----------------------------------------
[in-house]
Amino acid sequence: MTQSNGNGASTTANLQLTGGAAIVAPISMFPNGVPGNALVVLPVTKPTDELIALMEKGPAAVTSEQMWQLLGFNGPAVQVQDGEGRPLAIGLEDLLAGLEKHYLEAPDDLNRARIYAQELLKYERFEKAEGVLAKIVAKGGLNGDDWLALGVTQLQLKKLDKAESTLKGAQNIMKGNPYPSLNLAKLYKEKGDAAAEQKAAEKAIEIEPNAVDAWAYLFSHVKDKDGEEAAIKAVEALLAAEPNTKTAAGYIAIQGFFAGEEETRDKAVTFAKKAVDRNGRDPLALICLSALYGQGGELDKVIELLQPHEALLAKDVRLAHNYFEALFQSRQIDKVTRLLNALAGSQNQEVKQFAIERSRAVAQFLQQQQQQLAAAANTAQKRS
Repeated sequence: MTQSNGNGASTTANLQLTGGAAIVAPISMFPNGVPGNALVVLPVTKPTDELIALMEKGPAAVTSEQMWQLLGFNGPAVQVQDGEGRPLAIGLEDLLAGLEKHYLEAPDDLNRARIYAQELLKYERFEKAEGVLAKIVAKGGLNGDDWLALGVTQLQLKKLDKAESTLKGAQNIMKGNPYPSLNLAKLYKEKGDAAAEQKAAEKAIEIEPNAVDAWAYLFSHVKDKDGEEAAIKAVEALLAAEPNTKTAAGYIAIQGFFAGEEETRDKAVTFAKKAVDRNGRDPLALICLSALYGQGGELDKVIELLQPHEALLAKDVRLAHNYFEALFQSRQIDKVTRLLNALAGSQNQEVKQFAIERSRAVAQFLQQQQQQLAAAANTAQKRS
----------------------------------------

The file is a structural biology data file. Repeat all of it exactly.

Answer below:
[in-house]
Amino acid sequence: MTQSNGNGASTTANLQLTGGAAIVAPISMFPNGVPGNALVVLPVTKPTDELIALMEKGPAAVTSEQMWQLLGFNGPAVQVQDGEGRPLAIGLEDLLAGLEKHYLEAPDDLNRARIYAQELLKYERFEKAEGVLAKIVAKGGLNGDDWLALGVTQLQLKKLDKAESTLKGAQNIMKGNPYPSLNLAKLYKEKGDAAAEQKAAEKAIEIEPNAVDAWAYLFSHVKDKDGEEAAIKAVEALLAAEPNTKTAAGYIAIQGFFAGEEETRDKAVTFAKKAVDRNGRDPLALICLSALYGQGGELDKVIELLQPHEALLAKDVRLAHNYFEALFQSRQIDKVTRLLNALAGSQNQEVKQFAIERSRAVAQFLQQQQQQLAAAANTAQKRS
Repeated sequence: MTQSNGNGASTTANLQLTGGAAIVAPISMFPNGVPGNALVVLPVTKPTDELIALMEKGPAAVTSEQMWQLLGFNGPAVQVQDGEGRPLAIGLEDLLAGLEKHYLEAPDDLNRARIYAQELLKYERFEKAEGVLAKIVAKGGLNGDDWLALGVTQLQLKKLDKAESTLKGAQNIMKGNPYPSLNLAKLYKEKGDAAAEQKAAEKAIEIEPNAVDAWAYLFSHVKDKDGEEAAIKAVEALLAAEPNTKTAAGYIAIQGFFAGEEETRDKAVTFAKKAVDRNGRDPLALICLSALYGQGGELDKVIELLQPHEALLAKDVRLAHNYFEALFQSRQIDKVTRLLNALAGSQNQEVKQFAIERSRAVAQFLQQQQQQLAAAANTAQKRS